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I use a winchester model 70, 30-06 and it works great very durable and reliable. Shoots very accuratley and at distance. Great Gun.
 

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Discussion Starter #10
OK...I decided on the TC Encore....because I've always wanted one.

It's muzzleloader season here now...and I'm starting with the muzzeloader because its cheaper to buy them starting this way.

Help me with the rifle choice.....either the wood and blued barrel or the Realtree and stainless barrel.

Encore Muzzleloading Rifles - Thompson/Center

Please help...the stainless is $100 more...but for looks I'm leaning toward the wood one. I like the classic look.
 

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well that depends on your personal taste.do you like the classic look or the more modern synt stock.stainless is supposed tp last longer but i dont like the ide of a real shiny barrel what the point of the camo:confused::confused::confused:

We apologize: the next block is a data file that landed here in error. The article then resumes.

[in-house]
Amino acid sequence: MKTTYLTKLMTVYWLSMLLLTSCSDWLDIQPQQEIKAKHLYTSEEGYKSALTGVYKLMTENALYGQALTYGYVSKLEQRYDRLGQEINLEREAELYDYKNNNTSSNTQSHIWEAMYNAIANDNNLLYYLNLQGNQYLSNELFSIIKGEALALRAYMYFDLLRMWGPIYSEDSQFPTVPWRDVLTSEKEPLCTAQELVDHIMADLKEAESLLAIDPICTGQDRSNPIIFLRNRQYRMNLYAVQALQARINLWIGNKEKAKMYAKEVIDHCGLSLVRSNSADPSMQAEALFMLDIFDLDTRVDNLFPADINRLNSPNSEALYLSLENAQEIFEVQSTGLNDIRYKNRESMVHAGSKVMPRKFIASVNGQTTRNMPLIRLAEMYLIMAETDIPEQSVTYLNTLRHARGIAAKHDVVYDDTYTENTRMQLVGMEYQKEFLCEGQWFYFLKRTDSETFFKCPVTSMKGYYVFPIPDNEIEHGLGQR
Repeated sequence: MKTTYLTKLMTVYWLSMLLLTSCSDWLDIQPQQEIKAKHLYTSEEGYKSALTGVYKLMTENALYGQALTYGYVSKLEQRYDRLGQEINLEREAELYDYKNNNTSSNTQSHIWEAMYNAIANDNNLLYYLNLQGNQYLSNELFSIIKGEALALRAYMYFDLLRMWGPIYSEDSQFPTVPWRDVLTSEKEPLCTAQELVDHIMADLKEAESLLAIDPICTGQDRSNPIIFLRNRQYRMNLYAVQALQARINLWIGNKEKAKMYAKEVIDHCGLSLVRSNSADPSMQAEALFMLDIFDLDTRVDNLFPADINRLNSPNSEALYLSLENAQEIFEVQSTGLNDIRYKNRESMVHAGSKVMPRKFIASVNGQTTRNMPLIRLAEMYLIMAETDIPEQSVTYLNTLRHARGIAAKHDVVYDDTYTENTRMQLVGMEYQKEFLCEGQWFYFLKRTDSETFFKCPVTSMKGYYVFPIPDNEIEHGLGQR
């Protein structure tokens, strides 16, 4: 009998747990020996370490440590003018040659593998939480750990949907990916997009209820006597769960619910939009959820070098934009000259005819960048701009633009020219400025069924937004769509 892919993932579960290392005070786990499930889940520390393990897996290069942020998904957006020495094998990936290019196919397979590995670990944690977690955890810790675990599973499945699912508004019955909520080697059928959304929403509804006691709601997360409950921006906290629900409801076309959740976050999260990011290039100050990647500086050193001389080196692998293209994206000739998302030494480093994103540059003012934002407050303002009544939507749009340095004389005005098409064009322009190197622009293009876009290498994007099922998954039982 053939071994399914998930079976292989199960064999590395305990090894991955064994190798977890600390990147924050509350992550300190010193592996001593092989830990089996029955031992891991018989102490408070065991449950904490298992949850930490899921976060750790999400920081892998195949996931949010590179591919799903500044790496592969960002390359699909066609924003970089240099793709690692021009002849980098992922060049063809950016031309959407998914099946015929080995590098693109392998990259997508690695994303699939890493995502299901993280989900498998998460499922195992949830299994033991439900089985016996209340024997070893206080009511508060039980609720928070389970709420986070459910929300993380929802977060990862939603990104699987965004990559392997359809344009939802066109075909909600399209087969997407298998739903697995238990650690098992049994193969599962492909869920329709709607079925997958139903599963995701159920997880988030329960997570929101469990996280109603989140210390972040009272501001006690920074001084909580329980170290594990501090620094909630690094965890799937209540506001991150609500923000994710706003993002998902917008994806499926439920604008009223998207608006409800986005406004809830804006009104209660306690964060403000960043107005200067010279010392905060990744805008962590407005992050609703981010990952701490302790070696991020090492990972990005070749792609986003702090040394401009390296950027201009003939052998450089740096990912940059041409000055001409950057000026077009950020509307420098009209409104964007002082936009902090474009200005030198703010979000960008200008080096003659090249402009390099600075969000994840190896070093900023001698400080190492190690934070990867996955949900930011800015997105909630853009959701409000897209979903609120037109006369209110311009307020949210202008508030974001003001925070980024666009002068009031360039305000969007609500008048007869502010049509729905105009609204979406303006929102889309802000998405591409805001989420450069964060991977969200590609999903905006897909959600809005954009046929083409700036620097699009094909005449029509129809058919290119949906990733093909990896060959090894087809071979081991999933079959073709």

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The stainless is more expensive and shiny and it would stick out like a sore thumb to a deer. The wood and blue is duller and wouldn't stick out as much, plus it is a classic look just what you like. In summary, go with the cheaper, more concealed, CLASSIC look.
 

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i do not like getting guns with the wood stock because you are always going to be worried about scratching it and you never think that you are going to have to walk through thick brush with it but oneday you will and when it gets scratched you will be mad. just a personal opinion. how ever it does look really ......really good with the wood and stainless